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My friend Kurt Willems has a book coming out in March and I had the chance to read an early copy. It’s called Echoing Hope: How the Humanity of Jesus Redeems our Pain. I could recommend this book without even reading it because I can recommend Kurt as a person. And after reading it, I can say that the book represents him well.
Kurt is the pastor of Pangea Church in Washington. I would describe him as a pastoral theologian… and his book reads the same way. By that I mean he will connect with you on an emotional level while simultaneously dropping some profound theological depth in the process. It’s a rare skill to be able to balance the two as well as he does.
A few theological goodies:
God’s empathy is better than God’s control.
Jesus practiced love in advance so he could live out love on the spot.
In Jesus, God suffers with us all.
One aspect of the book that jumps off the page is the raw vulnerability in which Kurt shares his own story. He shares the raw pain of growing up with the father figure in his life. I suspect his ability to share this narrative can only come from a truly confident person who has put in the work to deal with the pain that many of these stories represent. It’s also where Kurt shows how much he has to offer the reader by diving into territory that many Christian books won’t dare to touch. We all know pain and this book offers you a way to see Jesus in the midst of it.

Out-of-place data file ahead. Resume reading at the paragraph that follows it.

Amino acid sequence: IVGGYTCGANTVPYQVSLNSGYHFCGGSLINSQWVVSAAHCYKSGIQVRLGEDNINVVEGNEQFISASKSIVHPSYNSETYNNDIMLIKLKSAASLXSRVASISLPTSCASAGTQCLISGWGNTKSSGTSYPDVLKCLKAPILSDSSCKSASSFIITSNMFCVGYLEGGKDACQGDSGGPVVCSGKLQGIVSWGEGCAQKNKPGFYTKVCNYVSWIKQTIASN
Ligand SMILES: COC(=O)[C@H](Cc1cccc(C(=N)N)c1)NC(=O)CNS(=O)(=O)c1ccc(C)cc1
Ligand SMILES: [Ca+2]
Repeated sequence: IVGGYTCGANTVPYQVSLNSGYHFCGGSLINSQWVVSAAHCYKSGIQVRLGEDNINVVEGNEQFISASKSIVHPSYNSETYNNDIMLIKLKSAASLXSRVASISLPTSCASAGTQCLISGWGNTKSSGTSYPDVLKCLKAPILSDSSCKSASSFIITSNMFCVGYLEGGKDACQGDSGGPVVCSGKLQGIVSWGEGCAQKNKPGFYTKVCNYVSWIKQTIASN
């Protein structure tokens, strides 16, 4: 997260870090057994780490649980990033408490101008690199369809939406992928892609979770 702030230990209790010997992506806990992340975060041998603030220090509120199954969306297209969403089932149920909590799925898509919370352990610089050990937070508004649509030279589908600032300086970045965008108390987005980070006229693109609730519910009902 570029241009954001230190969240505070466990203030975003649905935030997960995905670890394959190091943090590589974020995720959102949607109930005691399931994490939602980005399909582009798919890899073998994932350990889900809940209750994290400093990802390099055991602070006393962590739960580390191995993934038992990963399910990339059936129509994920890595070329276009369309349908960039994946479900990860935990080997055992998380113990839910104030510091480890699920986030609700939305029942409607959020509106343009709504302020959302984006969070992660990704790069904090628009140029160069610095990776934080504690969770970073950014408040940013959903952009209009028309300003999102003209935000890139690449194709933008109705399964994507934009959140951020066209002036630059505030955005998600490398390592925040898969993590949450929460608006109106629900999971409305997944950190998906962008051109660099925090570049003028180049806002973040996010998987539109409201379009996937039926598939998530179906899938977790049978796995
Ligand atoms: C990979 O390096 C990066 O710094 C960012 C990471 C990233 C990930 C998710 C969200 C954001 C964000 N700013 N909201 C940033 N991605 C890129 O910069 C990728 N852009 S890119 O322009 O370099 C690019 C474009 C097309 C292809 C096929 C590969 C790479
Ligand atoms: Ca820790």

Here are a few quotes that express this idea:
Joy and pain aren’t enemies. They’re companions. The highs and lows of life dance together more often than we’d like to admit.
Something is profoundly wrong. Jesus goes missing way too often.
Jesus desires that we step into the world’s pain, echoing hope to the hurting as we wait for him to bring creation to an eternal state of shalom.
When we hurt, we allow it to empower us to move through suffering in a new way. Love isn’t the remedy to pain—at least in this life. Just as Jesus didn’t neglect his own pain but went to the cross and laid down his life for friends and enemies alike, so we embrace pain and invite it into companionship with God’s love.
It’s refreshing to read a Christian book that doesn’t promise me prosperity and success. Rather, it invites the reader to experience the depth of life in Jesus. As Kurt says, “Jesus took on our nature so that we might take on his.”
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